Hello! Let's say we have an arc, and its measure is 36 degrees. If we know that one side length is 10 units what is the perimeter of the arc?

ant101 Dec 2, 2018

#2**+2 **

Ant....I assume that we have a decagon [ regular polygon of 10 sides ] inscribed in a circle??......if so....

The radius, r, of the circle can be found as

r / sin 72 = 10/ sin 36

r = 10sin72 / sin 36 = 5 (1 + √5 )

So....the perimeter of the arc [ arc length of 1/10 of the circle ] is

2pi r / 10 =

2pi [ 5 ( 1 + √5)] / 10 = pi * (1 + √5) units ≈ 10.17 units

CPhill Dec 2, 2018

#5**+2 **

Oh, OK....the * radius* = 10

Arc length = arc length of whole circle * (36/360) =

2pi (radius) * (36/360) =

2pi (10) * (1/10 ) =

2pi units ≈ 6.28 units

CPhill
Dec 2, 2018

#7**+2 **

Thanks CPhill, since you are not here, and ant101 has asked for clarifictaion, I will add my input.

Hi Ant101

There are 360 degrees in a circle

so 36 degrees is one tenth of a circle and the radius of your circle is 10

so the arc length is \(\text{one tenth }*\pi*10^2 = 0.1*\pi*100=10\pi\)

NOW, your question is worded incorrectly and technically it does not make sense.

An arc is a part of a circle's circumference and it does not have a perimeter because it is not a closed curve.

An arc has a length, which I have alredy found for you.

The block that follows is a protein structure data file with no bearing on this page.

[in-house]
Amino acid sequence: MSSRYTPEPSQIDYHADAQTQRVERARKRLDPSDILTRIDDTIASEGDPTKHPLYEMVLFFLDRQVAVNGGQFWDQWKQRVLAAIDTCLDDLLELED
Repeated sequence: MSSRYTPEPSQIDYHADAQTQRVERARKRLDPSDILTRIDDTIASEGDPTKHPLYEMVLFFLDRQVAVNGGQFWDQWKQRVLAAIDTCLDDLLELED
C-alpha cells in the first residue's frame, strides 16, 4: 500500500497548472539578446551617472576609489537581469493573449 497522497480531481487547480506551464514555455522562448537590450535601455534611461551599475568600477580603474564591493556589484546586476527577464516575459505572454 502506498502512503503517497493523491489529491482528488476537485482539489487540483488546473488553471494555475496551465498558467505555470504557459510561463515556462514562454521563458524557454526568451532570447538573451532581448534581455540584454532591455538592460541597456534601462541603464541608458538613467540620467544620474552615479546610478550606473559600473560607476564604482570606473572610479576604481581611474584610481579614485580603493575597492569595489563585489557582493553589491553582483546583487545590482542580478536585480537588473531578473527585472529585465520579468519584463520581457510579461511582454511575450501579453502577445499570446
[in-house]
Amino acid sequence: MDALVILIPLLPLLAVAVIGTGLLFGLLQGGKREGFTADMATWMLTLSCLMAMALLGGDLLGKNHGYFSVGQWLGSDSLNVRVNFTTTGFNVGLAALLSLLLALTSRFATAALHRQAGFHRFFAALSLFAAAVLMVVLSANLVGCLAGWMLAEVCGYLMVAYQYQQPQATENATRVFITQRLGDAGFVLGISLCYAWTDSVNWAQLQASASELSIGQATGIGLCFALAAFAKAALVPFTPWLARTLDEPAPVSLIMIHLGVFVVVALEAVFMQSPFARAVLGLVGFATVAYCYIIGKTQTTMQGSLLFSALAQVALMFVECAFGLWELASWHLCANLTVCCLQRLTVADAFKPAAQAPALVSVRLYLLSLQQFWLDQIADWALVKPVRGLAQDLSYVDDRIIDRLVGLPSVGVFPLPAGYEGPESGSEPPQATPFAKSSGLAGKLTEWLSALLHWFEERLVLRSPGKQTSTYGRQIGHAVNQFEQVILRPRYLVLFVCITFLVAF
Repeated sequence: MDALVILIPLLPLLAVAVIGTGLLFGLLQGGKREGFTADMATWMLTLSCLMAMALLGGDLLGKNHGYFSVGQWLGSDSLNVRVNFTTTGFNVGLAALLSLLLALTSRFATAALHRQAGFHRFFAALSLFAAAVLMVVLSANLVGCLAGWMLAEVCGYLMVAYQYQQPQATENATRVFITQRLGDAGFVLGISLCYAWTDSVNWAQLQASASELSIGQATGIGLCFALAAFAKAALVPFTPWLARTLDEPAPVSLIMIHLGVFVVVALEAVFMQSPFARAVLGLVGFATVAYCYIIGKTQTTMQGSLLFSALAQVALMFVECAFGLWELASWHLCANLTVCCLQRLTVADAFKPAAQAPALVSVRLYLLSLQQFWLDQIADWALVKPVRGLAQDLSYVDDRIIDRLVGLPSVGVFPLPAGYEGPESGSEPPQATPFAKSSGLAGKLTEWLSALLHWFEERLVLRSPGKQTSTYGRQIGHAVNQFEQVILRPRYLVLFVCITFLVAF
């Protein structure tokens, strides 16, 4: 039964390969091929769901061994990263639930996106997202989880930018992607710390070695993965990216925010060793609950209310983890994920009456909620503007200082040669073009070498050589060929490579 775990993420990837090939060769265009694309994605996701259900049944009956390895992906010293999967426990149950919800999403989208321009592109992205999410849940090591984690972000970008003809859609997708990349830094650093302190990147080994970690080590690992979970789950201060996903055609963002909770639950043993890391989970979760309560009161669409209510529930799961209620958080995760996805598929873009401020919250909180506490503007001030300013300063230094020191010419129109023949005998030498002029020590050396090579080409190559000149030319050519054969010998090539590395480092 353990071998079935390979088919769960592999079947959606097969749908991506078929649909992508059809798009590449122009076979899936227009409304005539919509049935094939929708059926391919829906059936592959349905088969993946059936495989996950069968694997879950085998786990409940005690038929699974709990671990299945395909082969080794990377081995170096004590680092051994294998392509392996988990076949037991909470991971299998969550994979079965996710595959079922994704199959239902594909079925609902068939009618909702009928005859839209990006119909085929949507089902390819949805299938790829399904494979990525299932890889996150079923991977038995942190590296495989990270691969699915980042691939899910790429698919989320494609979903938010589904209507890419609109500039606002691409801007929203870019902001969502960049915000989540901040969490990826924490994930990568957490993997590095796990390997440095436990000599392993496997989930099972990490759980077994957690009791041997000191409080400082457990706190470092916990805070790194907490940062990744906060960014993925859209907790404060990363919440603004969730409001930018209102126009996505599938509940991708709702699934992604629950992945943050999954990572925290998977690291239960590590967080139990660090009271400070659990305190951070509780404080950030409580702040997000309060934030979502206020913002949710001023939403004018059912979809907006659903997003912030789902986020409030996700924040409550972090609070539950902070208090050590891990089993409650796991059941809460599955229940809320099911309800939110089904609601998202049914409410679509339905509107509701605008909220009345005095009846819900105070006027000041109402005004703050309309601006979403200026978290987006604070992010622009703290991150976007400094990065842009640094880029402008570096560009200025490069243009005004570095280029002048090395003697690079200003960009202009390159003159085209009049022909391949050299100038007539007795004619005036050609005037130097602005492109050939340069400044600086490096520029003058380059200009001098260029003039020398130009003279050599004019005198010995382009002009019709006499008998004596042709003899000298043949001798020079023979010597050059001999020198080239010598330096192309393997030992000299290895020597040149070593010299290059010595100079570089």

I think you are actually asking for the perimeter of the sector.

A sector is a part of a circle which includes 2 radii and the arc between them.

For instance, when you cut a cake you usually cut it into sectors.

so

The perimeter of the sector is \(10\pi+10+10 = 20+10\pi\;\;units\)

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My answer is very different from CPhill's. This is because the question is worded incorrectly and he interpreted its meaning very differently from me.

Melody
Dec 2, 2018

#8**+2 **

Ah...I see....Ant wanted the perimeter of the* sector*.....!!!

This should be

Sum of radii + arc we found

10 + 10 + 2pi = [20 + 2pi ] = 26.28 units

And you are correct, Ant....

CPhill
Dec 2, 2018

#9**+3 **

I think you made a slight error, Melody

You computed (1/10) of the * area *of the circle...not (1/10) of the circumference

CPhill
Dec 2, 2018